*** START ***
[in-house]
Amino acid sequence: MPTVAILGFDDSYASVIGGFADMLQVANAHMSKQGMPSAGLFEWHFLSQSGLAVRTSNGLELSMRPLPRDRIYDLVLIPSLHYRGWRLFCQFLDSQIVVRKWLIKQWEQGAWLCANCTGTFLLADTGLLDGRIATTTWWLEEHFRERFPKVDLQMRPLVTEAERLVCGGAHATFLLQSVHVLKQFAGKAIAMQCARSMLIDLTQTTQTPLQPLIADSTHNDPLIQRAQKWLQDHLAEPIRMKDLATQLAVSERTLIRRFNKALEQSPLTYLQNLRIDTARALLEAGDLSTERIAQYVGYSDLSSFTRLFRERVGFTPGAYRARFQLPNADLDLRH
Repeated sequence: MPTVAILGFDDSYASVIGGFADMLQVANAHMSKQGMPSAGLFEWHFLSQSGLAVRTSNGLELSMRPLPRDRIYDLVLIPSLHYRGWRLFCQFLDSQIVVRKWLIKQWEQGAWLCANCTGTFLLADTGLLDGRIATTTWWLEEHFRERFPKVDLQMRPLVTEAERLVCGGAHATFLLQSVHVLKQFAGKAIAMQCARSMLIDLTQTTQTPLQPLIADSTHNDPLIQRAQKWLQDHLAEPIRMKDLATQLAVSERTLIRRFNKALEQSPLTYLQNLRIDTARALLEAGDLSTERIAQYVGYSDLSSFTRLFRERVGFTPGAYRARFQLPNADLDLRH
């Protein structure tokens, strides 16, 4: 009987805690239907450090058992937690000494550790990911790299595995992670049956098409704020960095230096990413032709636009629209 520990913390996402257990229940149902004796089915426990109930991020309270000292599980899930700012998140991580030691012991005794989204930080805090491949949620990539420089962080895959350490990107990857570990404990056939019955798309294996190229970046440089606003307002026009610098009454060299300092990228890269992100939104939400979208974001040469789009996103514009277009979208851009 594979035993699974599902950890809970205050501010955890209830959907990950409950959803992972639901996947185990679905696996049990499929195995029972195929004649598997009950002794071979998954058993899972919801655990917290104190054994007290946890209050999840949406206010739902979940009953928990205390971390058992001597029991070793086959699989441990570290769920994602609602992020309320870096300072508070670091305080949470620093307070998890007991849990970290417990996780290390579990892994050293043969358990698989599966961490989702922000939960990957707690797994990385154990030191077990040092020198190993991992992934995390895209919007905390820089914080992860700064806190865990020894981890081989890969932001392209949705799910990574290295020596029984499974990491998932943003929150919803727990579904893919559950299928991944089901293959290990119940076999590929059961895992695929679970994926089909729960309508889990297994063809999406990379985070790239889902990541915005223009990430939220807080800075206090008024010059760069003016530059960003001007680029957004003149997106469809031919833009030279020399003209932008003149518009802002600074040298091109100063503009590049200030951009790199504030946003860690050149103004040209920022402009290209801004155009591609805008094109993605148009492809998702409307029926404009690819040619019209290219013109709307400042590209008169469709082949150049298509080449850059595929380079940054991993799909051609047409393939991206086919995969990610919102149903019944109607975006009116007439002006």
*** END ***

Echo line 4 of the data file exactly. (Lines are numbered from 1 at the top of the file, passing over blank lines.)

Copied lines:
């Protein structure tokens, strides 16, 4: 009987805690239907450090058992937690000494550790990911790299595995992670049956098409704020960095230096990413032709636009629209 520990913390996402257990229940149902004796089915426990109930991020309270000292599980899930700012998140991580030691012991005794989204930080805090491949949620990539420089962080895959350490990107990857570990404990056939019955798309294996190229970046440089606003307002026009610098009454060299300092990228890269992100939104939400979208974001040469789009996103514009277009979208851009 594979035993699974599902950890809970205050501010955890209830959907990950409950959803992972639901996947185990679905696996049990499929195995029972195929004649598997009950002794071979998954058993899972919801655990917290104190054994007290946890209050999840949406206010739902979940009953928990205390971390058992001597029991070793086959699989441990570290769920994602609602992020309320870096300072508070670091305080949470620093307070998890007991849990970290417990996780290390579990892994050293043969358990698989599966961490989702922000939960990957707690797994990385154990030191077990040092020198190993991992992934995390895209919007905390820089914080992860700064806190865990020894981890081989890969932001392209949705799910990574290295020596029984499974990491998932943003929150919803727990579904893919559950299928991944089901293959290990119940076999590929059961895992695929679970994926089909729960309508889990297994063809999406990379985070790239889902990541915005223009990430939220807080800075206090008024010059760069003016530059960003001007680029957004003149997106469809031919833009030279020399003209932008003149518009802002600074040298091109100063503009590049200030951009790199504030946003860690050149103004040209920022402009290209801004155009591609805008094109993605148009492809998702409307029926404009690819040619019209290219013109709307400042590209008169469709082949150049298509080449850059595929380079940054991993799909051609047409393939991206086919995969990610919102149903019944109607975006009116007439002006």